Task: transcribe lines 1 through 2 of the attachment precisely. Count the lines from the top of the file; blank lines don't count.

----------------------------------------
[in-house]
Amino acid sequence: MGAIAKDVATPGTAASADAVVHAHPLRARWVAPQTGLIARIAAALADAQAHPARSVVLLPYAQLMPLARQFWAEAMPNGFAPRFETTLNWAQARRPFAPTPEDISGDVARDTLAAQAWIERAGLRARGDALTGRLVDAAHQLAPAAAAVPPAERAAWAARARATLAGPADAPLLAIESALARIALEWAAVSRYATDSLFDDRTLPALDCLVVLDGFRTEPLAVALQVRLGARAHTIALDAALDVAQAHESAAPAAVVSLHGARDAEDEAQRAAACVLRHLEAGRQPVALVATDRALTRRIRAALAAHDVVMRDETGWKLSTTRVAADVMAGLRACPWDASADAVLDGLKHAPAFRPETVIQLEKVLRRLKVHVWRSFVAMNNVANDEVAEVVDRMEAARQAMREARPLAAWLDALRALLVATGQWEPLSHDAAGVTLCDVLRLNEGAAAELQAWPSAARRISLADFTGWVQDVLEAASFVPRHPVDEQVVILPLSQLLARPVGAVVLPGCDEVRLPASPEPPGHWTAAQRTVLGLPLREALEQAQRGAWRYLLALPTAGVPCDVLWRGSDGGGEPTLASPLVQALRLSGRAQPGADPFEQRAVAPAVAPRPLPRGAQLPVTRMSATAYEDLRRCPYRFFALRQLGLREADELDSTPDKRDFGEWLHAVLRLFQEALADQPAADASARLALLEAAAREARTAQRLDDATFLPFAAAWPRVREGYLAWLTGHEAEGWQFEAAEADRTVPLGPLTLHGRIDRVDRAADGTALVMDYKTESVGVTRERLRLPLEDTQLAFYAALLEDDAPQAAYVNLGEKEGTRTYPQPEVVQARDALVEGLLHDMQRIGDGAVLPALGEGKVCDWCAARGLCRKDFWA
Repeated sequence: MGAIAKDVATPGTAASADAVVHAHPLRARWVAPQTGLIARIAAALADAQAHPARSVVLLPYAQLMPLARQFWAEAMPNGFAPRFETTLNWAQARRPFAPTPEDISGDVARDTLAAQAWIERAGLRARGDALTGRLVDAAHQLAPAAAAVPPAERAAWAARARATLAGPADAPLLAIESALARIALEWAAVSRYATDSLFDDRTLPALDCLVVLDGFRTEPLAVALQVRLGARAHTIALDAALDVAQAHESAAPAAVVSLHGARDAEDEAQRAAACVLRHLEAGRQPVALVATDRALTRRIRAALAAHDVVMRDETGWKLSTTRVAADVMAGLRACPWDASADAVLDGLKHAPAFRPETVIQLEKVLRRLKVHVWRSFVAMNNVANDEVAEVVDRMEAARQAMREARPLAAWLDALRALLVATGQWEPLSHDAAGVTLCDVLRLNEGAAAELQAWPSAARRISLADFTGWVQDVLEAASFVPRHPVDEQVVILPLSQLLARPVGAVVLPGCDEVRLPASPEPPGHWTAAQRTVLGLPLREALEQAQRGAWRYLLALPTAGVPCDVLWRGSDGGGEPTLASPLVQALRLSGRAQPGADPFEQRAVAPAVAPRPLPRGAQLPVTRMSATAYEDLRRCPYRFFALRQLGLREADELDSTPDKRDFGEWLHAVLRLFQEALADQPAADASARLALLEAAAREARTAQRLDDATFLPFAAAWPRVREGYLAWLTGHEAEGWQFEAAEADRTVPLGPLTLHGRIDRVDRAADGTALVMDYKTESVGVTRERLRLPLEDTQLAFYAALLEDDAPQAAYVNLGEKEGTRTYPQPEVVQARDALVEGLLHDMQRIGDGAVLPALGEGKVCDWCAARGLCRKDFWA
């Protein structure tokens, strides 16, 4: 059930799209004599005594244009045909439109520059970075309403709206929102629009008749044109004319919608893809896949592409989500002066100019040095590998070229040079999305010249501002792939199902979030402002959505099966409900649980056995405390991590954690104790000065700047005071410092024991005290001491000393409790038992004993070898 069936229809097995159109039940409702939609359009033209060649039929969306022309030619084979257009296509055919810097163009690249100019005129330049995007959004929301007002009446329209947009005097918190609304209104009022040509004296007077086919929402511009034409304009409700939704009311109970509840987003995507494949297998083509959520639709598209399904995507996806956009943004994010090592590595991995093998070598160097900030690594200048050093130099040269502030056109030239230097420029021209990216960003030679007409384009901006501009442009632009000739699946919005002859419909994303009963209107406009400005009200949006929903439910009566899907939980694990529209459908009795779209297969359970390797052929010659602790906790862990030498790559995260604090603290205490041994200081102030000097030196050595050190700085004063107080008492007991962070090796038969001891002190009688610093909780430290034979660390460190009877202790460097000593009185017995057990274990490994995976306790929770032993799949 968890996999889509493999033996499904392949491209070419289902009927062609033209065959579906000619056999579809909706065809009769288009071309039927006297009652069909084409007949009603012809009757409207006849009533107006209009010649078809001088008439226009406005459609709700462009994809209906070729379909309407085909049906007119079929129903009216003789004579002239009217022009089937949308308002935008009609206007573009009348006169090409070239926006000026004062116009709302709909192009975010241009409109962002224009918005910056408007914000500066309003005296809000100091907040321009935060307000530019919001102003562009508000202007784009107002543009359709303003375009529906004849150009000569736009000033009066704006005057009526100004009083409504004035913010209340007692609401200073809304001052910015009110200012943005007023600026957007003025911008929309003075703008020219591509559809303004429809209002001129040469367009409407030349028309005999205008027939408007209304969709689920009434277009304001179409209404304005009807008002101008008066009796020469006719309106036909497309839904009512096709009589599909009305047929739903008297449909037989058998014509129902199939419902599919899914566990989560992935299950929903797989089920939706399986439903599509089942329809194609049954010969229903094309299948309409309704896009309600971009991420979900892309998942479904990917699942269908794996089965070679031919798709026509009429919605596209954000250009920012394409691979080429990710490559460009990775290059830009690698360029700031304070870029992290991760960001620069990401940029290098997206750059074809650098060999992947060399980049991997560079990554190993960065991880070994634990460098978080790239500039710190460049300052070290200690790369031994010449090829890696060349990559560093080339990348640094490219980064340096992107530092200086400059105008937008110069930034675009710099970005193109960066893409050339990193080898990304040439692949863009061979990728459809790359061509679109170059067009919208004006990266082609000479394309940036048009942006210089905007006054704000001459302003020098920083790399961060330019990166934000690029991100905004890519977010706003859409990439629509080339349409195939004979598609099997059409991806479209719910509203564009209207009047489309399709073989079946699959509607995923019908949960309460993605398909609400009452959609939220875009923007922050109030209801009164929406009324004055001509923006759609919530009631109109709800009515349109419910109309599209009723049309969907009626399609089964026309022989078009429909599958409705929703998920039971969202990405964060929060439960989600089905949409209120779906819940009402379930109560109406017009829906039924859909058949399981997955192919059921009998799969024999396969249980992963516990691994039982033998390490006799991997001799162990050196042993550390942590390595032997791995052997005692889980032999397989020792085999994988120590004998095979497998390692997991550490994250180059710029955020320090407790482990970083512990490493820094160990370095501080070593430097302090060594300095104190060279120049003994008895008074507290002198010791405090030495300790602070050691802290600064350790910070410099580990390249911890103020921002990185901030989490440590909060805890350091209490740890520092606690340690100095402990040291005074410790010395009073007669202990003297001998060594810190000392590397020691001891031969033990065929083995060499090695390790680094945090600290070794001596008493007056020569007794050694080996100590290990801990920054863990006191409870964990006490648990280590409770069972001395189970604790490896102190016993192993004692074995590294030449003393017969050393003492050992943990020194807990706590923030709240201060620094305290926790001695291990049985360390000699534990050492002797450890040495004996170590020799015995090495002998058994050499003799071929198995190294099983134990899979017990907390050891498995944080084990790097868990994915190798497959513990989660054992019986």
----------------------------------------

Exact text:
[in-house]
Amino acid sequence: MGAIAKDVATPGTAASADAVVHAHPLRARWVAPQTGLIARIAAALADAQAHPARSVVLLPYAQLMPLARQFWAEAMPNGFAPRFETTLNWAQARRPFAPTPEDISGDVARDTLAAQAWIERAGLRARGDALTGRLVDAAHQLAPAAAAVPPAERAAWAARARATLAGPADAPLLAIESALARIALEWAAVSRYATDSLFDDRTLPALDCLVVLDGFRTEPLAVALQVRLGARAHTIALDAALDVAQAHESAAPAAVVSLHGARDAEDEAQRAAACVLRHLEAGRQPVALVATDRALTRRIRAALAAHDVVMRDETGWKLSTTRVAADVMAGLRACPWDASADAVLDGLKHAPAFRPETVIQLEKVLRRLKVHVWRSFVAMNNVANDEVAEVVDRMEAARQAMREARPLAAWLDALRALLVATGQWEPLSHDAAGVTLCDVLRLNEGAAAELQAWPSAARRISLADFTGWVQDVLEAASFVPRHPVDEQVVILPLSQLLARPVGAVVLPGCDEVRLPASPEPPGHWTAAQRTVLGLPLREALEQAQRGAWRYLLALPTAGVPCDVLWRGSDGGGEPTLASPLVQALRLSGRAQPGADPFEQRAVAPAVAPRPLPRGAQLPVTRMSATAYEDLRRCPYRFFALRQLGLREADELDSTPDKRDFGEWLHAVLRLFQEALADQPAADASARLALLEAAAREARTAQRLDDATFLPFAAAWPRVREGYLAWLTGHEAEGWQFEAAEADRTVPLGPLTLHGRIDRVDRAADGTALVMDYKTESVGVTRERLRLPLEDTQLAFYAALLEDDAPQAAYVNLGEKEGTRTYPQPEVVQARDALVEGLLHDMQRIGDGAVLPALGEGKVCDWCAARGLCRKDFWA